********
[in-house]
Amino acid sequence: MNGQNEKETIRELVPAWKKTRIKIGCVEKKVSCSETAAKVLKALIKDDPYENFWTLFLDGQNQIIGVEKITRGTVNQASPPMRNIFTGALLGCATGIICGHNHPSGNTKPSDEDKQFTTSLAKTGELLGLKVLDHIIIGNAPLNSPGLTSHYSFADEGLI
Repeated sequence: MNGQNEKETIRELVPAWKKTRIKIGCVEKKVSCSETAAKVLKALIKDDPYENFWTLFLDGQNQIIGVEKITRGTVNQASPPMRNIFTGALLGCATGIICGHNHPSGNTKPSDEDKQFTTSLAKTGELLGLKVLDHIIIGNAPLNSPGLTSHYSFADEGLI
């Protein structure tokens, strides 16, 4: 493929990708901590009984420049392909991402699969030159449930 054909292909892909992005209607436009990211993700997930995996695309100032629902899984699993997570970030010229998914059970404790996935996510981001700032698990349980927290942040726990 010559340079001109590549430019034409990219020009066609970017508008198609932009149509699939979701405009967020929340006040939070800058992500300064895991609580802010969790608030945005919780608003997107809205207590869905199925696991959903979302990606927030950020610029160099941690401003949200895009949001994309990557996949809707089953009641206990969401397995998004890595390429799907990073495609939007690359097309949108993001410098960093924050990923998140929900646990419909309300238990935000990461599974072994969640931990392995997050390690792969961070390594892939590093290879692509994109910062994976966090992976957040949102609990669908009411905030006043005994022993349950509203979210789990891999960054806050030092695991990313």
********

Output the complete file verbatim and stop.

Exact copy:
[in-house]
Amino acid sequence: MNGQNEKETIRELVPAWKKTRIKIGCVEKKVSCSETAAKVLKALIKDDPYENFWTLFLDGQNQIIGVEKITRGTVNQASPPMRNIFTGALLGCATGIICGHNHPSGNTKPSDEDKQFTTSLAKTGELLGLKVLDHIIIGNAPLNSPGLTSHYSFADEGLI
Repeated sequence: MNGQNEKETIRELVPAWKKTRIKIGCVEKKVSCSETAAKVLKALIKDDPYENFWTLFLDGQNQIIGVEKITRGTVNQASPPMRNIFTGALLGCATGIICGHNHPSGNTKPSDEDKQFTTSLAKTGELLGLKVLDHIIIGNAPLNSPGLTSHYSFADEGLI
């Protein structure tokens, strides 16, 4: 493929990708901590009984420049392909991402699969030159449930 054909292909892909992005209607436009990211993700997930995996695309100032629902899984699993997570970030010229998914059970404790996935996510981001700032698990349980927290942040726990 010559340079001109590549430019034409990219020009066609970017508008198609932009149509699939979701405009967020929340006040939070800058992500300064895991609580802010969790608030945005919780608003997107809205207590869905199925696991959903979302990606927030950020610029160099941690401003949200895009949001994309990557996949809707089953009641206990969401397995998004890595390429799907990073495609939007690359097309949108993001410098960093924050990923998140929900646990419909309300238990935000990461599974072994969640931990392995997050390690792969961070390594892939590093290879692509994109910062994976966090992976957040949102609990669908009411905030006043005994022993349950509203979210789990891999960054806050030092695991990313």